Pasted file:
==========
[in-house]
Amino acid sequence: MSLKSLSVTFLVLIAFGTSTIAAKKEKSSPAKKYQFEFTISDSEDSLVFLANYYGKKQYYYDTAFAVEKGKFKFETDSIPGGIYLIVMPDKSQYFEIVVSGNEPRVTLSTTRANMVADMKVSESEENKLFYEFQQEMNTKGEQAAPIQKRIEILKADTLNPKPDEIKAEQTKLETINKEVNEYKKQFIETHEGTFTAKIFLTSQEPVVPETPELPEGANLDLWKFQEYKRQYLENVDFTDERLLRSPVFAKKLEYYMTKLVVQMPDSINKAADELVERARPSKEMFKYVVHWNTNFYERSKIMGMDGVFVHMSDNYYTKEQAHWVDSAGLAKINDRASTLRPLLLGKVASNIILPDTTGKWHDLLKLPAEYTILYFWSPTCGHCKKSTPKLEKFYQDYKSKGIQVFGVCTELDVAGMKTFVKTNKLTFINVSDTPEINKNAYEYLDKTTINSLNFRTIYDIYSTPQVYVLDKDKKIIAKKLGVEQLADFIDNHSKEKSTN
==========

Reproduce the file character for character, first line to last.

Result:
[in-house]
Amino acid sequence: MSLKSLSVTFLVLIAFGTSTIAAKKEKSSPAKKYQFEFTISDSEDSLVFLANYYGKKQYYYDTAFAVEKGKFKFETDSIPGGIYLIVMPDKSQYFEIVVSGNEPRVTLSTTRANMVADMKVSESEENKLFYEFQQEMNTKGEQAAPIQKRIEILKADTLNPKPDEIKAEQTKLETINKEVNEYKKQFIETHEGTFTAKIFLTSQEPVVPETPELPEGANLDLWKFQEYKRQYLENVDFTDERLLRSPVFAKKLEYYMTKLVVQMPDSINKAADELVERARPSKEMFKYVVHWNTNFYERSKIMGMDGVFVHMSDNYYTKEQAHWVDSAGLAKINDRASTLRPLLLGKVASNIILPDTTGKWHDLLKLPAEYTILYFWSPTCGHCKKSTPKLEKFYQDYKSKGIQVFGVCTELDVAGMKTFVKTNKLTFINVSDTPEINKNAYEYLDKTTINSLNFRTIYDIYSTPQVYVLDKDKKIIAKKLGVEQLADFIDNHSKEKSTN